Christmas is a day to relax, exchange gifts and give thanks. Seldom is it a time for West Virginia fans to gather around the television (or radio) and cheer on the Mountaineers.
In fact, going back a century the Mountaineer men’s basketball and football teams have competed just three times on Dec. 25. They haven’t done so since 1987, and based on the most recent results, the fans would likely want to keep it that way.
Here’s a look back at WVU’s soirees with Christmas Day:
1922: Football takes on Gonzaga in sunny San Diego
Sunday is the 100th anniversary of WVU’s first-ever appearance in a bowl game. On Dec. 25, 1922, the Mountaineers headed to City Stadium in San Diego, California to square off against Gonzaga in the San Diego East-West Christmas Classic.
Clarence Spears’ Mountaineers entered the game as clear favorites over the Bulldogs as WVU looked to complete an undefeated season. There was plenty of animosity on the part of the Mountaineers, who were snubbed of a Rose Bowl bid in favor of three-loss Penn State, robbing them of a national title shot.
Through three quarters, WVU seemed to take their anger out on Gonzaga. Nick Nardacci scored the first touchdown of the game in the opening quarter from 17 yards out and later added a passing touchdown in the third period. In the second quarter, Russ Meredith picked off Houston Stockton and returned in 75 yards for the score.
Heading into the final quarter, WVU led by three touchdowns. Gonzaga wasn’t down yet and nearly mounted a comeback, scoring two touchdowns in the fourth. West Virginia held on to win 21-13, finishing the season with 10 wins and a tie.
West Virginia’s next bowl game didn’t come until 1938. Gonzaga never again played in a bowl and its program was discontinued in 1941.
1948: Men’s hoops falls to Bradley
West Virginia’s only Christmas date on the hardwood came long before the days of Bob Huggins.
Shortly after the conclusion of the Second World War and under the leadership of Lee Patton, the WVU men’s basketball team traveled out to Illinois to face Bradley University. The Mountaineers were confident in their chances in Peoria, as this was the third time in as many seasons that WVU had faced Bradley, winning both of their first two meetings, including a 69-60 win at Madison Square Garden.
The third edition didn’t go as well for the Mountaineers. Fred Schaus led the game with 22 points, shooting 9-of-20 from the field, but his teammates weren’t as fortunate in the box score, as just two more Mountaineers made more than half their shots. As a team, WVU shot 30 percent — decades before the addition of the three-point shot to Division I hoops.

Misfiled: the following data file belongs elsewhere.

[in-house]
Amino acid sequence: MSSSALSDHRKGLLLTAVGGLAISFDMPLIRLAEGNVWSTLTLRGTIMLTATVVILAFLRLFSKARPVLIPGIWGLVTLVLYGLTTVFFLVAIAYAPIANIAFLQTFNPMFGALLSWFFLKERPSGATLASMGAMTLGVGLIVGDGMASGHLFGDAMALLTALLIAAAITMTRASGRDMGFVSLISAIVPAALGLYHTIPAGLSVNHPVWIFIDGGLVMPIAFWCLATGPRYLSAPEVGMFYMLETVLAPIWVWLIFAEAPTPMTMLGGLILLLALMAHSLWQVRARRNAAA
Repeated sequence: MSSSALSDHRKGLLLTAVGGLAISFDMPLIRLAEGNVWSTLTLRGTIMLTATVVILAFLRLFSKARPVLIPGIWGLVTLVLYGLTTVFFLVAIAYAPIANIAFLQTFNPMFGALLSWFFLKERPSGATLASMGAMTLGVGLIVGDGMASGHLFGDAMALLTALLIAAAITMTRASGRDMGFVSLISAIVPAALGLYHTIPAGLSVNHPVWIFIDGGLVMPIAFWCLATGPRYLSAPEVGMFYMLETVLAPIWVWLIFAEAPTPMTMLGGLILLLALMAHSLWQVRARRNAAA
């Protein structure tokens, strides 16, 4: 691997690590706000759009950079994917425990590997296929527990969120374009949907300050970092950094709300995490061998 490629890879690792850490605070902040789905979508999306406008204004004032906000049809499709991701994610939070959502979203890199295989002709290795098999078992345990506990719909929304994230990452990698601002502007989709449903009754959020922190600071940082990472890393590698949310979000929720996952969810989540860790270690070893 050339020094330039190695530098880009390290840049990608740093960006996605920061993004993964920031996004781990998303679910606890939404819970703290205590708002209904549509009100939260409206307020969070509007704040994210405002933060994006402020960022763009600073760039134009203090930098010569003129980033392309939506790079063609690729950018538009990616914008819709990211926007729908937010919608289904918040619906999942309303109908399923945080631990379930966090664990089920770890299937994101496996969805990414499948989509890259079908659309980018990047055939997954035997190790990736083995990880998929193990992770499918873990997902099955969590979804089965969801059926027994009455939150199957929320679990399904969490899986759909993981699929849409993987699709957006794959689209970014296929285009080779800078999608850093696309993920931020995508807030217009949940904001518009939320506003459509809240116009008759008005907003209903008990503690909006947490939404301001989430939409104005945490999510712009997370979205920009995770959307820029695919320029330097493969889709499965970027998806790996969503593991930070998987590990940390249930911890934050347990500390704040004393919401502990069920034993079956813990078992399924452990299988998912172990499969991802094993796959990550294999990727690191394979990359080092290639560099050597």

On the other end, Bradley made 44 percent of its shots and added 18 points from the free throw line. Bradley was victorious 80-66.
1987: The Mountaineers meet Mike Gundy and the Cowboys
12 bowls after that fateful day in San Diego, Don Nehlen led the Mountaineers out of the tunnel in El Paso, Texas for his fifth bowl game as WVU’s head coach. On the other end was Pat Jones and the 11th-ranked Oklahoma State Cowboys, led by a lethal backfield that included quarterback Mike Gundy and future Pro Football Hall of Fame running back Thurman Thomas.
WVU was a definite underdog heading into this one, but they were far from long shots. The Mountaineers had a rough start to the season, losing three of their first four games, including a painful 6-3 Backyard Brawl in week four. They rallied, winning five of their next seven, with their final two losses coming on the road by less than a possession to ranked foes Penn State and Syracuse.
Oklahoma State, on the other sideline, had rocketed up the rankings, finishing third in the Big Eight and falling to only second-ranked Nebraska and top-ranked Oklahoma.
The Cowboys and the Mountaineers fought in a shootout on Dec. 25, 1987, in the Sun Bowl. After trading touchdowns in the first quarter, WVU scored 17 straight points to take a 10-point lead into halftime.
OSU responded as Thurman Thomas scored his third touchdown of the day to open the third quarter. WVU kept the Cowboys at bay (temporarily) when Charlie Baumann made his third field goal of the day, putting WVU ahead by six.
Gundy put the Cowboys in front for the first time since the first quarter with a three-yard connection to JR Dilliard in the closing minutes of the third quarter, going ahead by a point. With five minutes left, Thomas scored his fourth score of the game to give the Cowboys a eight-point lead.
With just over a minute left, it looked like the Mountaineers would send it to overtime. Craig Taylor scored from six yards out, capping off a 10-play, 58-yard drive. Nehlen called on freshman quarterback Major Harris to complete the rally with the two-point conversion, but he was unable to complete the pass. Oklahoma State won 35-33.
Despite the loss, a star was born for the Old Gold and Blue in the freshman quarterback. He threw the ball just seven times, completing two attempts and logging an interception. Harris showed the national audience that he could make plays with his feet, though, rushing for 103 yards as the second-leading rusher in the game.